Saturday, July 28, 2007

Fruit Flies Like a Banana

The summer is two-thirds over already. (As Groucho Marx once observed, "Times flies like an arrow, fruit flies..." Well, I already gave that one away in the title, didn't I?) And it's about this time that a young teacher's fancy lightly turns to thoughts of school. Except for those unschoolers and year-round schoolers out there, in which case, Carry on!

But I wanted to offer some support for the public school refugees, myself included, who may be wondering if they did the right thing pulling their child out of school because all he did was lay on the couch and whine. Surely things would be better if they went to school at least part of the day so someone else had to listen to the whining? Take heart, my friends. You are still on the right path.

Here's the thing: there is a concept called "deschooling". Generally it means that you need to get the schoolish thinking out of your head before you can relearn how to learn or how to teach or how to behave. The rule of thumb is that it takes one month for every year of public school to learn the difference between school and learning.

It's kind of like your kids are public school junkies. Deschooling is the withdrawal period and like drug withdrawal it can be painful for the junkie and painful to watch. Your kids lie around and whine because they are used to someone telling them what to do, what to learn and how to behave. Without that constant supervision, they don't know what to do with themselves. You can see this over summer vacation, sometimes, too. Along about August there is much whining about how bored they are. They can't think of anything to do because they're used to being told what to do, but they don't want to do anything you suggest because they resent being told what to do.

So what to do? Plug your ears with cotton balls and wait them out. Seriously. Support any reasonable request for an activity (boy, have I been playing a lot of board games lately!). Do an art or craft project by yourself in full view. Read in full view. Not "Oh hey, look what I'm doing!" manipulative, but because you genuinely want to learn something. The kids will come around.

An example: we signed up for 4H last winter as a way to get out the house, do some service learning and other enrichment kinds of things. The boys refused to sign up for any project other than archery and they refused to participate in the county fair. I thought the prize money might entice Xavier, but he was adamant. So, they didn't submit anything for the fair. Wolfie took part in the dog project training but didn't take Jack the Wonder Dog to the dog show.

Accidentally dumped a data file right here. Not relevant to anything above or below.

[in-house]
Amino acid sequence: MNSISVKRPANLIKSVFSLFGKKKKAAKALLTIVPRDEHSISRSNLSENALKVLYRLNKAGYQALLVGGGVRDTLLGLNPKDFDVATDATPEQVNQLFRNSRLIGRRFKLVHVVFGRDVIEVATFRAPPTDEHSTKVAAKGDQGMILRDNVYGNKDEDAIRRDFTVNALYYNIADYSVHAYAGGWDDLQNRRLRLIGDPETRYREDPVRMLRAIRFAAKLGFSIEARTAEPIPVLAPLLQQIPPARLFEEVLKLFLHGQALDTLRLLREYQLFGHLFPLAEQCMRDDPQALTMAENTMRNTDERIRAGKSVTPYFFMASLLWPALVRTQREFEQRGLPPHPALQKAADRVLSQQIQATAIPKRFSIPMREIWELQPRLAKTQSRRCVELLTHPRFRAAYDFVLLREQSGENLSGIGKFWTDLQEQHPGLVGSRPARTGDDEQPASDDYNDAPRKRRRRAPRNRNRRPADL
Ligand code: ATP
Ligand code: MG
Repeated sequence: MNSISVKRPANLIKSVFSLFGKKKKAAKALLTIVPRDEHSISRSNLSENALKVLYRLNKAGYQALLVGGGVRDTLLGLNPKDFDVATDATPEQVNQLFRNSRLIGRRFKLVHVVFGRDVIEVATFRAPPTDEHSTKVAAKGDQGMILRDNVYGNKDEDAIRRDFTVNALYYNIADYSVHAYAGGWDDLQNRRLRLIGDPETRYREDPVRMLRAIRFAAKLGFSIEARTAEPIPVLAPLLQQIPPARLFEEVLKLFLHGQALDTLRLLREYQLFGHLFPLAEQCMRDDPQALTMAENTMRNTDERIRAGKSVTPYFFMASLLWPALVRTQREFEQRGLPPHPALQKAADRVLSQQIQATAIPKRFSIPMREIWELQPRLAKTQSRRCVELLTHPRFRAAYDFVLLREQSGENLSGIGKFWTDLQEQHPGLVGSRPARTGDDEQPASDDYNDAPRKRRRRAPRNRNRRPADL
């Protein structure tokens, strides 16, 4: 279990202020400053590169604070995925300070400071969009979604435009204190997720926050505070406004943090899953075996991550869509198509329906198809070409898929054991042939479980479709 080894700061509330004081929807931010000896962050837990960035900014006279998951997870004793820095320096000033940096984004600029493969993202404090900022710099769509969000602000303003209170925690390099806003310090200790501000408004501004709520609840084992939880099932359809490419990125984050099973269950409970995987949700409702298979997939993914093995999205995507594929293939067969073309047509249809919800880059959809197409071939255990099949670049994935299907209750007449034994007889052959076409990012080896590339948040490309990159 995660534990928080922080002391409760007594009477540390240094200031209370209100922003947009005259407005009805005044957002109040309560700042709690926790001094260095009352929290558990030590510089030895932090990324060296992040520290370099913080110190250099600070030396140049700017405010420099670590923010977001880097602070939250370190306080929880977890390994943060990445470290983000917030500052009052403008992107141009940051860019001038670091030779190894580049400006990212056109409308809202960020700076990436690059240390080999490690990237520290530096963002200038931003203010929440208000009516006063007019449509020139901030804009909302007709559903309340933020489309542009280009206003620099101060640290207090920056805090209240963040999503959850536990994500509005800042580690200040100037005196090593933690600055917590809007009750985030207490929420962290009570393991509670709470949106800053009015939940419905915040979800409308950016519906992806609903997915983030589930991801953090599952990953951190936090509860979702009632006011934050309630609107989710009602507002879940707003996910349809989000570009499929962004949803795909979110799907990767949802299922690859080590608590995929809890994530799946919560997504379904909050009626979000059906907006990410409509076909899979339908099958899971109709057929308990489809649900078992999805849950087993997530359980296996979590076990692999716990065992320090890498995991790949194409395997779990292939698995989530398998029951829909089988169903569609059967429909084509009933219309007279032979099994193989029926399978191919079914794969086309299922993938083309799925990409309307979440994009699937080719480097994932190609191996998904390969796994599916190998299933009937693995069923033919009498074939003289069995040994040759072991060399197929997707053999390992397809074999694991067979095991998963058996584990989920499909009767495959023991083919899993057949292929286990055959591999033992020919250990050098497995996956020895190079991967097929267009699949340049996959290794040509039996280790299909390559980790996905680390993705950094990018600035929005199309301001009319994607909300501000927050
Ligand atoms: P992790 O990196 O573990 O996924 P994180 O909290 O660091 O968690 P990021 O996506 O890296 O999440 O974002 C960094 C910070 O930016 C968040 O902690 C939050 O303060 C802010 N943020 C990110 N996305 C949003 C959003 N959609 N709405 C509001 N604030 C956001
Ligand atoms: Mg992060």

I didn't push them to do anything and at this point, Wolfie is really digging on the 4H thing. He's got a number of projects he is thinking about taking next year. And this is the boy who told me last fall that "project" was a four-letter word. Coincidentally, this change in thinking happened about seven months after we started homeschooling. So even though we didn't technically deschool, he still came around. Xavier's still somewhat truculent, but then again, he's a twelve-year-old boy.

So unless your whiny student is twelve, have faith that your homeschooling decision is still the right one and your student will come around (even the 12-year-olds eventually get older). If you're getting a lot of resistance, just lay back and deschool completely for awhile. Whatever you do, don't let the kid con you into creating school at home. Homeschooling is better because it's different than school, remember? So put away the school bell and the ruler and pull out the Mentos and Diet Coke!

Friday, July 20, 2007

Just Where Are Those Wild Things?

There's an interesting essay at Education World called One Teacher's Pitch to Be Emperor of Education. Chemistry teacher Dr. Richard Chempleau's "first two imperial acts would be to fire one-third of American teachers and then to give every parent a one-question quiz."

"Next, every parent of a 2-year old would have a one-question quiz, and they'd all have to take it at the same instant. I know too much about cheating, of course. The question would be "One Fish, Two Fish"? Any parent who didn't write "Red Fish, Blue Fish" would be required to sign a Universal Release of Liability and Parental Promise Not to Whine Statement. Parents who can't spout Dr. Seuss or Mother Goose, but who can name ten movie stars, professional sports players, or rock idols, are ruining their child's future.